We have GNOME, and then we have KDE. Neither really plays all that nice with each other. Each has their own set of widgets and Open/Save dialogs and interface guidelines. When you run a KDE app on GNOME, you know very well you’re not running a GNOME app and vice versa. This is bad for interoperability and aesthetics. I don’t wanna be able to tell what kind of a program it is, I just want consistency.
How To Fix KDE and GNOME
GTK+ and Qt programs should not compete with each other, they should compliment each other. They should have a “When In Rome…” philosophy of interoperability. In other words, when a KDE app is run in GNOME, it should act and behave like a GNOME app and vice versa. This means running the same widgets and using the same Open/Save and Font dialogs. Think about how Cocoa and Carbon apps interact with each other. I’m sure this can be done.
To both its benefit and detriment, the general philosophy behind writing programs for Linux and UNIX is “Created by Geeks for Geeks”. Unfortunately, this mantra doesn’t work well for designing software geared towards the average user. People don’t like digging through vast and complex filesystems and hacking config files to get what they want. The user’s Home directory should be the center of the Linux desktop rather than the root filesystem. The UNIX-related directories of the root filesystem should be hidden from view by default. Any programs that are extensible should provide means within the program themselves for installing new extensions and plugins. For example, the user’s desktop wallpaper should be located in his/her Pictures folder. There’s no reason for average joe to be poking around in the root filesystem where he might accidentally trash some system files. However, designated sections for things like plugins and application data can be stored in plain view on the root filesystem as long as they are in a designated place like inside the Library directory on Mac OS X. In short, think more rubberized plastic and less bare metal when designing your programs.
Due to the lack of good new ideas in the Desktop Linux field, I propose a few ideas:
1. Pooled Storage – Say you’re running out of hard drive space. Instead of upgrading to a bigger hard drive, you buy another, install it, and the space pools together in one giant vat of space. Adding hard drive space is easy as adding RAM. Of course this isn’t practical for small removable disks, but it makes adding hard drive space much easier.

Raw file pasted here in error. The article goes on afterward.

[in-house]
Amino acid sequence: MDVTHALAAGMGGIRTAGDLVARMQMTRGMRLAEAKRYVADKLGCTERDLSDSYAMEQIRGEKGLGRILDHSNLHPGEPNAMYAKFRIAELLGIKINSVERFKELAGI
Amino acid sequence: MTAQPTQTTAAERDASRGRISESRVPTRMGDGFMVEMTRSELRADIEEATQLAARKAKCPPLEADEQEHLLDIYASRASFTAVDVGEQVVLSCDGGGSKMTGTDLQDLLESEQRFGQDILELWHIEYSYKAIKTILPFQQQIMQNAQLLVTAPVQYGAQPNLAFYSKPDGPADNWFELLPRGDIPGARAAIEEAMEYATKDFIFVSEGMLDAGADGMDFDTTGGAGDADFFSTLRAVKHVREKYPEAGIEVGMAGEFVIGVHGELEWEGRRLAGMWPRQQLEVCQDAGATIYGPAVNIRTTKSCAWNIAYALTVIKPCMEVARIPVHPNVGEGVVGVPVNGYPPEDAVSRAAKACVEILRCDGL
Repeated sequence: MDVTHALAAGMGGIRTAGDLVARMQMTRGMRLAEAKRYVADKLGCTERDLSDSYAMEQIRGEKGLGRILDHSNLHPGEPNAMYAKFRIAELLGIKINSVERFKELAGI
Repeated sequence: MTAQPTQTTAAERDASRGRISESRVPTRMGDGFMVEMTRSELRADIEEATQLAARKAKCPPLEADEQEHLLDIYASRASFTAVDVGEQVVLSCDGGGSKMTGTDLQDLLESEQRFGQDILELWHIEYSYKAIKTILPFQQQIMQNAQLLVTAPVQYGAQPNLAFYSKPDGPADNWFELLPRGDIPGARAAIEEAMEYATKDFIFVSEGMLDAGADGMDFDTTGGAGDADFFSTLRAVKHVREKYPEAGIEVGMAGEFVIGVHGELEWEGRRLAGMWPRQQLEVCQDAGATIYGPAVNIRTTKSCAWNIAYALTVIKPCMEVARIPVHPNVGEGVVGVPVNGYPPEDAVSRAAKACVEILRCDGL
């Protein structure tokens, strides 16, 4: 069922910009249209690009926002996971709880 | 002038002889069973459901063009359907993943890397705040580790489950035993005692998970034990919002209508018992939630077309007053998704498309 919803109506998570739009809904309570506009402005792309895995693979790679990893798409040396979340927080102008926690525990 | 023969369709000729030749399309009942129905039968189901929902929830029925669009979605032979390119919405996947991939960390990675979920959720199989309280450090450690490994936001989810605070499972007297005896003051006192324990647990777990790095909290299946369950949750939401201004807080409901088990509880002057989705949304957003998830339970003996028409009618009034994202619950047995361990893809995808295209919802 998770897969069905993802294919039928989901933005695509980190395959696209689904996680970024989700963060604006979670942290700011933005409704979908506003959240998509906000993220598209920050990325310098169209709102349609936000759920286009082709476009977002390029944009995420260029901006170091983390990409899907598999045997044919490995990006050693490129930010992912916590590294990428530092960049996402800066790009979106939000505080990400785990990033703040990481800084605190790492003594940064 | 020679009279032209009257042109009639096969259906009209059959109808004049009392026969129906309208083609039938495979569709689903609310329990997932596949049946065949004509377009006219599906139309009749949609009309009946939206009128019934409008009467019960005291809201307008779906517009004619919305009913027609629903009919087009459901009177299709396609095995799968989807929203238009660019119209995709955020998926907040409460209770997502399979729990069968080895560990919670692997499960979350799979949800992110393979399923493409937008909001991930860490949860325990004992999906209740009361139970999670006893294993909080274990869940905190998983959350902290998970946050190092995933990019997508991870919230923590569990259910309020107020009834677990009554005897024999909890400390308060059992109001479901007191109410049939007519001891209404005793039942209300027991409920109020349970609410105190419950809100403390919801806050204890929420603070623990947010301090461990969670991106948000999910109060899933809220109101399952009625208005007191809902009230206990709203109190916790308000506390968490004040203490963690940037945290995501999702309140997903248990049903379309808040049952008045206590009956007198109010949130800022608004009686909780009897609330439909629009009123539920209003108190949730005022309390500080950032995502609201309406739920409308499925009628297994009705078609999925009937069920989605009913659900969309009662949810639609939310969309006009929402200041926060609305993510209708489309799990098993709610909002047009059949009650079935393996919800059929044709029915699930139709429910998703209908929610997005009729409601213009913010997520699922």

2. Nautilus Viewer Plugins – Imagine opening up your Music directory and the viewing pane turns into a music player. If you want to view as files, just go to the View As dropdown menu and select View As Icons. The same could be done with email, documents, contacts, downloads, pictures, and movies. Just build a viewer plugin that enables you to work with the data.
3. Web-based Software Installation – I know this isn’t exactly a new idea, but lemme explain. The software world is changing. We’re moving away from boxed software to digital downloads from the web. Eventually, the actual programs won’t even reside on our computers anymore in many cases. Sure there’s the ClickNRun Warehouse by Linspire, but that’s a closed system. We need an open system. Here I’ll endorse the Zero-Install (http://zero-install.sourceforge.net) system for web-based programs. But for larger programs that span tens to hundreds of megabytes we need something open and intuitive. A web browser plugin that links website downloads with Autopackage would be a good choice. This way, when you click a program to download, the plugin pops up and handles the download and installation of programs.
4. Welcome Window – This program can be run as a window that pops up at login or as part of the desktop background, ala gDesklets. This program check to see if you have email, shows online buddies, automatically checks for software updates, fetches RSS feeds and weather info in an easy to use and customizable package. The same could be done with gDesktlets, but unfortunately it’s not a very friendly program to say the least.
People have a lot to say about the state of Desktop Linux. Mostly they just sit back and complain about its faults as I have, but few have proposed in detail the solutions to fix these problems, including some new ideas. Most of the issues have to do with unfinished and/or missing code. However, a good chunk of it has to do with the general design philosophies of open source software itself. People love reinventing the wheel, coming up with their own ideas, and pooh-poohing others. This sort of behavior cannot continue if we want a strong, competitive open source alternative to proprietary operating systems. People need to organize and work together, not against each other and not at a distance. Yes, two or three projects can compete against each other for the hearts and minds of Linux users everywhere, but not ten or twenty. I hope this article will inspire Linux software developers to work together and speed up the glacial pace of Desktop Linux, instead of fighting amongst themselves and reinventing what has already been invented. Too much valuable time and energy has been wasted this way.
About the Author:
I’m Sean Oliviero. I’m an avid computer user that has played with pretty much every OS out there. My dream in life is to see Linux become the OS of choice amongst the average user, not only easy to use, but competitive in features and creature comforts compared to Windows and Macintosh.